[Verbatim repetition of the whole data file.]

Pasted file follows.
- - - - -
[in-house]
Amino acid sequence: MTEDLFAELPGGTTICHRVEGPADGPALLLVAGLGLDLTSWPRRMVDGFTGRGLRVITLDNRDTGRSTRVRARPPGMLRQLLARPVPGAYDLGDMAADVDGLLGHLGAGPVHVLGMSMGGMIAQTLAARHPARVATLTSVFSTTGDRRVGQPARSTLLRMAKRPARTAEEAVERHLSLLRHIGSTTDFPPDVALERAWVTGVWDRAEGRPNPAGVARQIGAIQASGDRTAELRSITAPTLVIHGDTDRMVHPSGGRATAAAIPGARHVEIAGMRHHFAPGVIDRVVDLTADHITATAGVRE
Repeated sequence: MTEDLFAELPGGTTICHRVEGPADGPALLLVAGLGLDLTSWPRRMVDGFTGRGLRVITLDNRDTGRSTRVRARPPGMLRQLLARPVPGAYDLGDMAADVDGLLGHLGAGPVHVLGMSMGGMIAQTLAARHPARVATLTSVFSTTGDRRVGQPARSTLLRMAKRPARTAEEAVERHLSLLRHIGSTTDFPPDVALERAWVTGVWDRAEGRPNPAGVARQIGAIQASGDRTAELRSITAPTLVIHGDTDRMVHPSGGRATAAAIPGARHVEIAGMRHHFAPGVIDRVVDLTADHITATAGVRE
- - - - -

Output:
[in-house]
Amino acid sequence: MTEDLFAELPGGTTICHRVEGPADGPALLLVAGLGLDLTSWPRRMVDGFTGRGLRVITLDNRDTGRSTRVRARPPGMLRQLLARPVPGAYDLGDMAADVDGLLGHLGAGPVHVLGMSMGGMIAQTLAARHPARVATLTSVFSTTGDRRVGQPARSTLLRMAKRPARTAEEAVERHLSLLRHIGSTTDFPPDVALERAWVTGVWDRAEGRPNPAGVARQIGAIQASGDRTAELRSITAPTLVIHGDTDRMVHPSGGRATAAAIPGARHVEIAGMRHHFAPGVIDRVVDLTADHITATAGVRE
Repeated sequence: MTEDLFAELPGGTTICHRVEGPADGPALLLVAGLGLDLTSWPRRMVDGFTGRGLRVITLDNRDTGRSTRVRARPPGMLRQLLARPVPGAYDLGDMAADVDGLLGHLGAGPVHVLGMSMGGMIAQTLAARHPARVATLTSVFSTTGDRRVGQPARSTLLRMAKRPARTAEEAVERHLSLLRHIGSTTDFPPDVALERAWVTGVWDRAEGRPNPAGVARQIGAIQASGDRTAELRSITAPTLVIHGDTDRMVHPSGGRATAAAIPGARHVEIAGMRHHFAPGVIDRVVDLTADHITATAGVRE